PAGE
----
Monday’s canoeing accident in Harvard is a painful reminder of the dangers children face in and around bodies of water.
Three cousins were fishing in a canoe in a retention pond when the boat tipped over. Twelve-year-old Christian Robles died. It is presumed he drowned. The two other boys – ages 12 and 10 – were not hurt. One was saved because of neighbor Tyler Kurth, who swam into the pond and rescued him.
According to the Centers for Disease Control and Prevention, about 10 people in the U.S. die every day from unintentional drowning. Of these, two are children aged 14 or younger. Drowning ranks fifth among the leading causes of unintentional injury death in the U.S. Children between the ages of 1 and 4 have the highest drowning rates, and drowning is responsible for more deaths among children that age than any other cause except birth defects.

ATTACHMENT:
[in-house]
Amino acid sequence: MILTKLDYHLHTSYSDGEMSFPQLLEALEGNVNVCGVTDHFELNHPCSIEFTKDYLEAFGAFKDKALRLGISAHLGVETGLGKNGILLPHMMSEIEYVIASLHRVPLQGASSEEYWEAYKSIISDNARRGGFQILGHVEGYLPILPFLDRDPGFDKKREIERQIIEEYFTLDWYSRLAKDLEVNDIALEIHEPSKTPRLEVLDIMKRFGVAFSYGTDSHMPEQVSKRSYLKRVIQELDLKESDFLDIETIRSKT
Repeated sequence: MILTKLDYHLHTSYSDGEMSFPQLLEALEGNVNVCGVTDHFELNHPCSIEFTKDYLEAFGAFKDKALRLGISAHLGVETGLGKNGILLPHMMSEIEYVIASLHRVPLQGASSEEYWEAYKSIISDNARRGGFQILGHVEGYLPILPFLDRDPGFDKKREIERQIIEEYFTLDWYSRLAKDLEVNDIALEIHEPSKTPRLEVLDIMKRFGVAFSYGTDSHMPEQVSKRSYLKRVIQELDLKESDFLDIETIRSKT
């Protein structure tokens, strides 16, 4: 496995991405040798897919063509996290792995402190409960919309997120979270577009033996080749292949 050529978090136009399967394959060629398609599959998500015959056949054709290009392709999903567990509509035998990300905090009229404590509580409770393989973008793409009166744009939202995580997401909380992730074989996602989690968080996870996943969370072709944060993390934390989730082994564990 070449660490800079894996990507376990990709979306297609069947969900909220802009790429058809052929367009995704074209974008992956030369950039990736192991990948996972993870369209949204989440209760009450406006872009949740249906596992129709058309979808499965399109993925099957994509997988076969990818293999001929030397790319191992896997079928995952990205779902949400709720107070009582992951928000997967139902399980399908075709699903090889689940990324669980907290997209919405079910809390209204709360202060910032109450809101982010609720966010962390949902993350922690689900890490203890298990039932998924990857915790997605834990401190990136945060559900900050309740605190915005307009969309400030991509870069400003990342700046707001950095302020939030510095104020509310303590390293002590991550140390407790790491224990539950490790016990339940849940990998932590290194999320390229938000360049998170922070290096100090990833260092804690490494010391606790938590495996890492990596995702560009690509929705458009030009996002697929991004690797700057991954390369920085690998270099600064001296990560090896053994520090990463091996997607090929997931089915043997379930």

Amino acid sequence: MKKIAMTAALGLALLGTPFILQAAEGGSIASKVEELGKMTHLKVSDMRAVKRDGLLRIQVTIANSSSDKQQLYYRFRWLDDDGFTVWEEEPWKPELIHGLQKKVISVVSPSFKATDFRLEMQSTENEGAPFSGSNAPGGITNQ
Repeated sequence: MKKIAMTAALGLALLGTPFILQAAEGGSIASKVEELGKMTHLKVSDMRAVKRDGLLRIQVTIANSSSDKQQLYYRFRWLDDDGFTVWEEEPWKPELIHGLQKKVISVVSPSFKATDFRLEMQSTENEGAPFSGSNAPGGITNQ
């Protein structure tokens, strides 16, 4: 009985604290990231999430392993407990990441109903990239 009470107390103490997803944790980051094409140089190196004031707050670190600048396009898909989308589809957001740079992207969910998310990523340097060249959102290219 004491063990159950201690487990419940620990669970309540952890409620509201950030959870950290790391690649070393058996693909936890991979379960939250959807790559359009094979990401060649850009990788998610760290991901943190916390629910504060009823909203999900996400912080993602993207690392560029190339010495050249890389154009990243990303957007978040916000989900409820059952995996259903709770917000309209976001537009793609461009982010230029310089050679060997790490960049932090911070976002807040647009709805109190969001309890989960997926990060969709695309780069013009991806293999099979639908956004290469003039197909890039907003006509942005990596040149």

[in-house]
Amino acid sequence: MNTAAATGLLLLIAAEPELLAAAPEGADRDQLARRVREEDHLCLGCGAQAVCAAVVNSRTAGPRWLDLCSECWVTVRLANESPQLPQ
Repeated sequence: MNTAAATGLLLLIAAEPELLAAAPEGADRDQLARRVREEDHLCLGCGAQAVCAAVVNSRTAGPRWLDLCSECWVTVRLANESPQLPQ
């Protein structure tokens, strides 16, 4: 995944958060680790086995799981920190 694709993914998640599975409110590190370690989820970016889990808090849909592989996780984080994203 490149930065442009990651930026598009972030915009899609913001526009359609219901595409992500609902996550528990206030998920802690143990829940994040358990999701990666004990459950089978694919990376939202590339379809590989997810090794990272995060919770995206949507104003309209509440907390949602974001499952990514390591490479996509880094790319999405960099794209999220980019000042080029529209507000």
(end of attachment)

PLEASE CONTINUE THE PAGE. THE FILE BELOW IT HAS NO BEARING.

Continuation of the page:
The Illinois Department of Children and Family Services said 21 Illinois children drowned in 2012 – 10 in pools, six in lakes, two in ponds, two in rivers, and one in a bathtub.
Water and children can be a deadly combination, whether in a bathtub, swimming pool, pond, lake or river. But there are steps you can take to keep your child safer, and DCFS does a good job laying out those precautions.
With swimming pools, appoint an adult who can swim to watch children while they are in the pool. The supervising adult should not read, talk on the phone, mow the lawn, leave or turn his or her back on the pool area. Keep ladders, patio furniture and toys away from above-ground pools. Fence in your pool completely and install a self-closing, self-latching gate. Young children should wear or use personal flotation devices, but these devices do not replace adult supervision.
When in a lake or river, children should always wear life vests when swimming. Swimming across a lake or river is not like swimming in a pool, and it’s easy to misjudge the water. It is unsafe to dive head-first into the water because it might be too shallow. Stay out of murky or fast-moving water because of hidden dangers.
In the bathroom, never leave a young child alone in a bathtub or allow a sibling to watch a younger child. If you need to leave the bathroom, take your child with you. Infant bathtubs and bathtub seats are bathing aids, not safety devices.